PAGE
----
Discover also offers a range of repayment plans, from 10 to 30 years of fixed payments. You should have good credit and adequate equity in your home before applying for a Discover home equity loan. Once you do, you’ll get assigned a banker who will help you through the application process.

Navy Federal Credit Union: Best Customer Experience

Navy Federal is a credit union, which means it is a membership-owned financial corporation. In order to become a member of Navy Federal Credit Union, you have to meet certain criteria, namely being associated with the military.

If you’re eligible and want to apply for a HELOC or home equity loan, Navy Federal Credit Union is known for its attention to the customer experience. Navy Federal Credit Union ensures all of its customers have a smooth application process through the HomeSquad, a customized digital experience that you can use to apply for your home equity loan. It will create a checklist for you to help keep your paperwork organized, and you’ll have team members helping you every step of the way.

This system of combining technology with personalized attention helped Navy Federal Credit Union earn a spot on this list.

Figure: Fastest Approval and Funding

If you want to get a home equity line of credit quickly, try Figure. Figure is a newer mortgage company that offers mortgage refinance loans as well as HELOCs. However, it does not offer home equity loans at this time.

You can apply for a HELOC in five minutes, and Figure even offers same-day approval. You can get funding in as little as five days as well. According to Figure, obtaining a traditional HELOC could take 30 to 45 days, so it truly is among the fastest in the industry.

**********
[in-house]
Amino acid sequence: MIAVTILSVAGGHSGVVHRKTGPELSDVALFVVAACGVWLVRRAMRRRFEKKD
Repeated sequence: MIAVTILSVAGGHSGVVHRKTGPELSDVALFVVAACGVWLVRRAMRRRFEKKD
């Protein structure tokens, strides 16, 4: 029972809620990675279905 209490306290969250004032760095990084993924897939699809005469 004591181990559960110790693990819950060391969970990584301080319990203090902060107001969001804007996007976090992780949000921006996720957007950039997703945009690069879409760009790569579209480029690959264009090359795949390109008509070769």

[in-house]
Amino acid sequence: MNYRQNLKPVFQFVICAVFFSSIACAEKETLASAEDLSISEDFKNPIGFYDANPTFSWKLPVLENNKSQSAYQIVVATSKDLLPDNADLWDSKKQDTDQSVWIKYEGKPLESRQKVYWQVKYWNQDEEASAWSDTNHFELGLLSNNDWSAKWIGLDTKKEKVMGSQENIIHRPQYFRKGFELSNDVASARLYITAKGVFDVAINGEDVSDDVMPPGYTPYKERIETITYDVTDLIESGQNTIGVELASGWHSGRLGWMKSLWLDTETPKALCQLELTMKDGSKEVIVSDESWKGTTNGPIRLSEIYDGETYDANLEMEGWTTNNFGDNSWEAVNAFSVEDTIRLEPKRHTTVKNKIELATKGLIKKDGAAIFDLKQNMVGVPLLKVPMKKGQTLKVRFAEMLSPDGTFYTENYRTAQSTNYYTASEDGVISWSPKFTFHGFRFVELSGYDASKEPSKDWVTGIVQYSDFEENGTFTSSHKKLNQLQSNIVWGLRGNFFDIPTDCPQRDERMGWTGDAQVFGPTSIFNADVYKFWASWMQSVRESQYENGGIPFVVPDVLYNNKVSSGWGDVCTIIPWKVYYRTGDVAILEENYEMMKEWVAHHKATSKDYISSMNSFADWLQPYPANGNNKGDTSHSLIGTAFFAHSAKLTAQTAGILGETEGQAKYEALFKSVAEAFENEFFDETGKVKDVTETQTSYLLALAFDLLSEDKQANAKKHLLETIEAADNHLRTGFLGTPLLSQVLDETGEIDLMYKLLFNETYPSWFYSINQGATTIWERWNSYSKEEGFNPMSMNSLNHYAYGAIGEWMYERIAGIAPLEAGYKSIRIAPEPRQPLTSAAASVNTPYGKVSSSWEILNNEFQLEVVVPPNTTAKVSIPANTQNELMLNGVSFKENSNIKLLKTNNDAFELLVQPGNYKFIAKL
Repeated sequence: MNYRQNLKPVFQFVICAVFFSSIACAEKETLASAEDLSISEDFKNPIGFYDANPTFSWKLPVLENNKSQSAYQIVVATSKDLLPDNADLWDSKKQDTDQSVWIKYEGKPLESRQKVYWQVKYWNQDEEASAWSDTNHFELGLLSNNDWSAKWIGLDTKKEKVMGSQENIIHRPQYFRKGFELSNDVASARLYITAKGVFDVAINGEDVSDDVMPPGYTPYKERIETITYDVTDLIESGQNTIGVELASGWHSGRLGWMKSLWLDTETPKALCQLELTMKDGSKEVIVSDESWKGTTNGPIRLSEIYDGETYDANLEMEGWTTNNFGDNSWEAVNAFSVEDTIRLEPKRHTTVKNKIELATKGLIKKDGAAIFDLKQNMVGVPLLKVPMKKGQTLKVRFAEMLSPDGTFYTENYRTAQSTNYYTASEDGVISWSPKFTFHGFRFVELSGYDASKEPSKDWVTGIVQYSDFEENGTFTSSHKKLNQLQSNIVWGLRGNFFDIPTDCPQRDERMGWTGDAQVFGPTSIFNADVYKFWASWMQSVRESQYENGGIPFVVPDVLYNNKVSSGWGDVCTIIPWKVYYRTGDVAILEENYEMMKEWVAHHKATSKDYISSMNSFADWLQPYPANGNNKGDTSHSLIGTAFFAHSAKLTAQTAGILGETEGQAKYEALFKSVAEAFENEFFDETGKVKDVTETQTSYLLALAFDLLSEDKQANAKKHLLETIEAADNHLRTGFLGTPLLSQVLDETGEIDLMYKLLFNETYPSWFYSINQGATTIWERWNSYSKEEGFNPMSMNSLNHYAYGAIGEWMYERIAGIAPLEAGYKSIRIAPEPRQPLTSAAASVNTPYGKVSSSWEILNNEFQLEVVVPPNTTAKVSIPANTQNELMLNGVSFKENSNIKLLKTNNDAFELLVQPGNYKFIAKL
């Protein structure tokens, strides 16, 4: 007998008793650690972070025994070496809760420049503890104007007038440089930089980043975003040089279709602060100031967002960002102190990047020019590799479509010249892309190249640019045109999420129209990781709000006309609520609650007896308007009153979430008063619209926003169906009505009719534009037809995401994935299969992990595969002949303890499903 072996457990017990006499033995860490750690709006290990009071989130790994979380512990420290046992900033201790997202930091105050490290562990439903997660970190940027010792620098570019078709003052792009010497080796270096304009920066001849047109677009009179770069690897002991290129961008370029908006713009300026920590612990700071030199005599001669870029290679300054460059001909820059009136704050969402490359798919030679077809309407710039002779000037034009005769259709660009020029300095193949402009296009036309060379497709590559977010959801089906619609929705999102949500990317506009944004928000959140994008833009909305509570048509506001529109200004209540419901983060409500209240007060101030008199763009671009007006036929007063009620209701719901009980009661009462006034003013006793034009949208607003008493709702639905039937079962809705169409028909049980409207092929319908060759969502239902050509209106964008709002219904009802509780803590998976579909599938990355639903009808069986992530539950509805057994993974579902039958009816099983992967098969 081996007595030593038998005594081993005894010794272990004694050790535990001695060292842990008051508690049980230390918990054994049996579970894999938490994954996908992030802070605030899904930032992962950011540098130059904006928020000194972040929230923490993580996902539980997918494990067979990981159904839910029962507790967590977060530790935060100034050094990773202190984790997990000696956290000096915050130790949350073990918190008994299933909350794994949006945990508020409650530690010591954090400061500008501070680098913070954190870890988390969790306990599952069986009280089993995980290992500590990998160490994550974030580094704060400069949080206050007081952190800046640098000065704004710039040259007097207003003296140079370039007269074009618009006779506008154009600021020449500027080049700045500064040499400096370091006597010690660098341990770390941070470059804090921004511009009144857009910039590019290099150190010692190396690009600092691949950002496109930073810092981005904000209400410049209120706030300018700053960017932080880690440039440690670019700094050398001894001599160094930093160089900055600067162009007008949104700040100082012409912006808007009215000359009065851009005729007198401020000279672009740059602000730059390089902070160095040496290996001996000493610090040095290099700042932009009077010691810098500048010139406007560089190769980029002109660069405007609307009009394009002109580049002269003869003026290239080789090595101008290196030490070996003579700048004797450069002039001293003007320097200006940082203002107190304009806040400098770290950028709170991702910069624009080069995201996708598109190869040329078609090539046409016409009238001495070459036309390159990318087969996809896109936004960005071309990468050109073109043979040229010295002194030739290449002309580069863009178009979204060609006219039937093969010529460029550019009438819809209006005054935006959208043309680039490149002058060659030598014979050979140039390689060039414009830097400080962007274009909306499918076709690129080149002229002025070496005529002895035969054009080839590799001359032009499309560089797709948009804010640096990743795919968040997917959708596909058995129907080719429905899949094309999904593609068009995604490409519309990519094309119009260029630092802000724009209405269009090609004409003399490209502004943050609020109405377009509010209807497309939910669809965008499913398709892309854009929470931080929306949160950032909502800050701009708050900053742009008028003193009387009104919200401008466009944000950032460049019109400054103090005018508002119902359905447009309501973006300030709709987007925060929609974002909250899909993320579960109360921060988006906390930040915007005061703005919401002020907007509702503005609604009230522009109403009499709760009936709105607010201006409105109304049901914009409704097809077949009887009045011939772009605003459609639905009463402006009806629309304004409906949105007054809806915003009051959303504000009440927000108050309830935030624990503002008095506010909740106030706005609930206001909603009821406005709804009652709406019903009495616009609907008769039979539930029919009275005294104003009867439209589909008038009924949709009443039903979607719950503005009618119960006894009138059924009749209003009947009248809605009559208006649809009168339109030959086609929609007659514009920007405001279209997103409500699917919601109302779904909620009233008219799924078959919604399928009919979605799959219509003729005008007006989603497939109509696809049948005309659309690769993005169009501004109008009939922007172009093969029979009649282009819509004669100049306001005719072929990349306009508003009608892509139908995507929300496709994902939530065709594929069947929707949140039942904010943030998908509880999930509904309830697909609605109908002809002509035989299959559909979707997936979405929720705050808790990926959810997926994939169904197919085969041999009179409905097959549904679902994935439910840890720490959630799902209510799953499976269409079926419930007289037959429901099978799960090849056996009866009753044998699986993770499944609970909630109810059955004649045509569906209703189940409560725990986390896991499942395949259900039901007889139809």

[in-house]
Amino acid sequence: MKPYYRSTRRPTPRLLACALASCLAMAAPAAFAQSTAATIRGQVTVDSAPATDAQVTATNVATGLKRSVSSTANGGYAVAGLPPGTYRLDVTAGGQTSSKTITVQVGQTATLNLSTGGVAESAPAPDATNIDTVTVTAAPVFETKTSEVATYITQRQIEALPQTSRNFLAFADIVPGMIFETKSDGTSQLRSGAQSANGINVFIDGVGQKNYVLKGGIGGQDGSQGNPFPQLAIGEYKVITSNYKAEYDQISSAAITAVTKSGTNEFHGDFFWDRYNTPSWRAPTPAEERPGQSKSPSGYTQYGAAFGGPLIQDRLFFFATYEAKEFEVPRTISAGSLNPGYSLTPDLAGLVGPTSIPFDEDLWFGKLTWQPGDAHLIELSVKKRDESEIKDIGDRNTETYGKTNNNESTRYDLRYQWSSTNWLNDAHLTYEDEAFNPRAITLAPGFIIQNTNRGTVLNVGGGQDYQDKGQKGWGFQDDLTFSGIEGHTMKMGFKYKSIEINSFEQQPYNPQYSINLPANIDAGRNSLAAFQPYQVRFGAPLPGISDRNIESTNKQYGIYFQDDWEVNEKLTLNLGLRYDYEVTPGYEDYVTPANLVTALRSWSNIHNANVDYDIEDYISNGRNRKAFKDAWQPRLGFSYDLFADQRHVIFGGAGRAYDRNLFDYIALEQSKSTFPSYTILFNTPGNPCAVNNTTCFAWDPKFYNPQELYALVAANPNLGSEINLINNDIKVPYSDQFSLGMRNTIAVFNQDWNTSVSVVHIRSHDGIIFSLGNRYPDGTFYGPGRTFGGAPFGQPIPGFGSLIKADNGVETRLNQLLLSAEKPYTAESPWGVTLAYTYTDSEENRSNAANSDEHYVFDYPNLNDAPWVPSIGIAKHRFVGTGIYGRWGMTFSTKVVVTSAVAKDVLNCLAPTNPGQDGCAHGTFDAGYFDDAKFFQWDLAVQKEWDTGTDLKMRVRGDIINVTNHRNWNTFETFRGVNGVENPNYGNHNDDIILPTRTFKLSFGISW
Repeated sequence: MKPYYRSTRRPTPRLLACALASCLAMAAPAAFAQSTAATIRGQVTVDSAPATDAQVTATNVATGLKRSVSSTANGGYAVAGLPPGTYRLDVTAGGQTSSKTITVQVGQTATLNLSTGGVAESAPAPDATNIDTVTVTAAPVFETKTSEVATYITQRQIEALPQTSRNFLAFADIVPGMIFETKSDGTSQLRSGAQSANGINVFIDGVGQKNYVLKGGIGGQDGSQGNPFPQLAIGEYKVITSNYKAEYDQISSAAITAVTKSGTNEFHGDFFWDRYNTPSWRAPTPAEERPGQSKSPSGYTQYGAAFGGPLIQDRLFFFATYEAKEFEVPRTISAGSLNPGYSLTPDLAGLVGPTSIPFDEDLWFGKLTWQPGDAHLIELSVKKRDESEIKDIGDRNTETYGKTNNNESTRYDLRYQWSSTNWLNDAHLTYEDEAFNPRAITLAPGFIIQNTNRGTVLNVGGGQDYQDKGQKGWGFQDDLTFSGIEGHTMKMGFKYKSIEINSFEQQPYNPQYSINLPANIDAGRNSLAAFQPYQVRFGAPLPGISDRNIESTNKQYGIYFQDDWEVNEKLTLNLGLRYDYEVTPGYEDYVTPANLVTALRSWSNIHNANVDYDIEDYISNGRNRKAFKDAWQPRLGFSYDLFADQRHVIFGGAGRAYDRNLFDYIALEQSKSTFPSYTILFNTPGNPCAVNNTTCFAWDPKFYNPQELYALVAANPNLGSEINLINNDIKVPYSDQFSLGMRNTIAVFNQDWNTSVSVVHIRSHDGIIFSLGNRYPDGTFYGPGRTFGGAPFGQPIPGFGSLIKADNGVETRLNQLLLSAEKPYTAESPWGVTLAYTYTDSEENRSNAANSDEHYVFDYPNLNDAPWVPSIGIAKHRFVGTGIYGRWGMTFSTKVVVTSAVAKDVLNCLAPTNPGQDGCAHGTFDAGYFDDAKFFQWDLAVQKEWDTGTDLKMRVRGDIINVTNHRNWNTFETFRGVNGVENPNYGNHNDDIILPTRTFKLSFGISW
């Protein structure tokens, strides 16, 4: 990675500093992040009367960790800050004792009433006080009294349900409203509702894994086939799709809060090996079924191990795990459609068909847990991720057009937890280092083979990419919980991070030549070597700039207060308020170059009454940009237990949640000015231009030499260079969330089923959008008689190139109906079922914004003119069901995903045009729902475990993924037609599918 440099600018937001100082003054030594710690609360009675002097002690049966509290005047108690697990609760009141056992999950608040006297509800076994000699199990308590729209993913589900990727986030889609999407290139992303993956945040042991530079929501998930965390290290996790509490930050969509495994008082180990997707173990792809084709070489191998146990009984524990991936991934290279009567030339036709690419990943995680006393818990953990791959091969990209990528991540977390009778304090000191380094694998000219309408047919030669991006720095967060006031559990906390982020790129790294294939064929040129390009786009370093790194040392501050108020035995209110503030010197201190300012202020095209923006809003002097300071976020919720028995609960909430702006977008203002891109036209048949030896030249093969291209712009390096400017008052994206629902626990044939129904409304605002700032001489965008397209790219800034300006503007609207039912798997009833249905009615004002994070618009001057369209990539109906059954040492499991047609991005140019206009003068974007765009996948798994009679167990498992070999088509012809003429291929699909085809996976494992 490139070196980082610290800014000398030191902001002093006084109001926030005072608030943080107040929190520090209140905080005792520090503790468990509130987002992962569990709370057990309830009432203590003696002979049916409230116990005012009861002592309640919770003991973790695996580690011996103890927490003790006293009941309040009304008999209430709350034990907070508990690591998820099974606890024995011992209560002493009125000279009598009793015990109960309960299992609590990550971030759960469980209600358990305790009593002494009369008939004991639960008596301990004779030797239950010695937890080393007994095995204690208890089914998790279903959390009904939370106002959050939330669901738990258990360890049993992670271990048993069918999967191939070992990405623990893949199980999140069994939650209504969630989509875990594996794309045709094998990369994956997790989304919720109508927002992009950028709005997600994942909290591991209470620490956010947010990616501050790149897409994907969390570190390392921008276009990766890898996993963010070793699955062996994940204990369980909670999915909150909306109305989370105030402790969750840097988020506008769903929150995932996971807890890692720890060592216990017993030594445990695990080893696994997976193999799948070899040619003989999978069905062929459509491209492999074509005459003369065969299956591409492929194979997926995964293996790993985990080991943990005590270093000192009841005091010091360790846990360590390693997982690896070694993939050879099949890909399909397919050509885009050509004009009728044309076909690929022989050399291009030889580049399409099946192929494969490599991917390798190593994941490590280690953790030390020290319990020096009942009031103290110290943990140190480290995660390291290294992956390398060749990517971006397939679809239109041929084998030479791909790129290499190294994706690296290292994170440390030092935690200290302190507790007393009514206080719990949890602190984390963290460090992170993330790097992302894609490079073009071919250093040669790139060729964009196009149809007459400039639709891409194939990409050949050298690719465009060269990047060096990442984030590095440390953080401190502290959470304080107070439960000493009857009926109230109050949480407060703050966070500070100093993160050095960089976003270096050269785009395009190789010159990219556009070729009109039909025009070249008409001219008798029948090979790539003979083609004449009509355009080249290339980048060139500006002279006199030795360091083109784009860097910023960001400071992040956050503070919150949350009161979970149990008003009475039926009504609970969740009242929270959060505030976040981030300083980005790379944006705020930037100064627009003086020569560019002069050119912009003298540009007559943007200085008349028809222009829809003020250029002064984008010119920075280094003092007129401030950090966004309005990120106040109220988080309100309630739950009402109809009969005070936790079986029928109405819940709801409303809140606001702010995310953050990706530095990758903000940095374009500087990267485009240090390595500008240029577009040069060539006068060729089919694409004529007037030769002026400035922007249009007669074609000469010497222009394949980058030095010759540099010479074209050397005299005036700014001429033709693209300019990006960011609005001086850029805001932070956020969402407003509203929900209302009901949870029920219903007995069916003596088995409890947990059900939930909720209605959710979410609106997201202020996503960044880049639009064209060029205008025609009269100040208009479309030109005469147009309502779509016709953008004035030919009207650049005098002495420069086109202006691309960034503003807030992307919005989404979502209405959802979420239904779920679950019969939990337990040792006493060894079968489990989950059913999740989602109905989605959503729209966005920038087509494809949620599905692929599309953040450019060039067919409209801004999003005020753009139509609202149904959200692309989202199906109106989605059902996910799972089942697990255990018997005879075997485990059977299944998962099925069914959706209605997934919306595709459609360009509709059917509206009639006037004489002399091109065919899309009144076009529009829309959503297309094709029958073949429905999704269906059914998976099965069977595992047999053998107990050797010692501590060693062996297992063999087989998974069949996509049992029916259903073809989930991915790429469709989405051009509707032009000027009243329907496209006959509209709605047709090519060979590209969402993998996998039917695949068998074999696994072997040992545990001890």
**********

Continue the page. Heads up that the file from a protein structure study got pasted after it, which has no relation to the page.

Keep in mind, though, speed doesn’t always mean the lowest rates. If you have time to shop around, it’s wise to do so. Figure does have some fees that other lenders don’t, a tradeoff for its quick approval time. It depends on your priorities, and if getting a HELOC as quickly as possible is one of yours, Figure might be a good fit for you.

Regions Bank: Highest Customer Satisfaction

According to the 2019 J.D. Power and Associates U.S. Home Equity Line of Credit Satisfaction Study, Regions Bank took the top honors, beating out national industry heavyweights. This study rated loan offerings and terms, customer interaction, the billing process, and more.

In addition to HELOCs, Regions Bank also offers home equity loans. In fact, it has a handy tool that helps you decide which loan product might be best for you. Unfortunately, it doesn’t have branches in every state, but if you live near one, this could be a great option for you.

BB&T Review: Best Customer Perks